Coffey Health System (KS) will pay HHS $250,000 to settle claims that it falsely attested to conducting security risk analyses as required by the Meaningful Use incentive program.

Monday Morning Update 6/3/19

June 2, 2019 News 11 Comments

Top News

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The vendor members of the HIMSS Electronic Health Record Association raise “significant concerns” about proposed federal rules covering interoperability. Their draft comments note that:

  • The rule limits EHR vendor profits and thus discourages innovation because it requires them to share their intellectual property. The proposed rule would require vendors to offer interoperability elements with “reasonable and non-discriminatory terms.”
  • The compulsory licensing rule would require developing documentation, APIs, and patents, creating a regulatory burden that might “outweigh the opportunity that remains.”
  • ONC’s definition of “interoperability elements” and “electronic health information” are overly broad and unreasonable, while some of the defined exceptions would be nearly impossible to enforce.
  • EHR vendors can’t deliver the programming necessary in the proposed 24-month timeline, especially when they are dealing with other CMS and ONC regulatory requirements.
  • The proposed rule includes ambiguous definitions such as “reasonable,” “as soon as possible,” and “near real-time,” which is risky when penalties can be issued of up to $1 million per infraction.
  • EHRA recommends publishing an Interim Final Rule this year to allow continuing clarification and feedback and to create a way that vendors can get quick answers to their questions.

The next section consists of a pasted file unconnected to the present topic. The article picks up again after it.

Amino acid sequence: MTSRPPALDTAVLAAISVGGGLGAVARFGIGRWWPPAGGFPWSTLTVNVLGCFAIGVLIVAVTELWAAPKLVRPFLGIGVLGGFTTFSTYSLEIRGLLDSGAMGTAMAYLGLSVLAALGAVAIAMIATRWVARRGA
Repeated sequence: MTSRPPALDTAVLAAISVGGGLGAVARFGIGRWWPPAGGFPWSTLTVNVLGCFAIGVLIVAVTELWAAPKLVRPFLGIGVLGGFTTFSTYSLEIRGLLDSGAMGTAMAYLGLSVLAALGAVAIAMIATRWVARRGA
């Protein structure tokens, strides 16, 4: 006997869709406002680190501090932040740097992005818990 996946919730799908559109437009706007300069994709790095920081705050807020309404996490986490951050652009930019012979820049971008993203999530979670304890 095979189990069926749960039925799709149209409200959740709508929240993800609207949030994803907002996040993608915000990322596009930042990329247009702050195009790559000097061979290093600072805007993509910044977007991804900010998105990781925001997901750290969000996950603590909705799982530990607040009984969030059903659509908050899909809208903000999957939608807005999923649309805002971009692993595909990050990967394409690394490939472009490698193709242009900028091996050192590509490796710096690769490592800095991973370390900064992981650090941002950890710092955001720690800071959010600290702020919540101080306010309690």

The Health Innovation Alliance this week said the rule is too vague and contains too many loopholes, recommending that ONC and CMS “go back to the drawing board.”


HIStalk Announcements and Requests

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More than half of poll respondents say vendor and hospital burnout in health IT is caused by excessive workload and time pressure rather than organizational, management, and compensation issues. Furydelabongo says that work overload could be a symptom of having incompetent or overly ambitious managers, while Drex cites the nearly universal absence of good IT governance in hospitals that encourages employees work at whatever tasks they believe are important or that executives complain the loudest about.

New poll to your right or here: What method did you use the last time you communicated directly with a doctor who was providing care to you? I’m looking for your most recent exchange, the final one in your most recent encounter.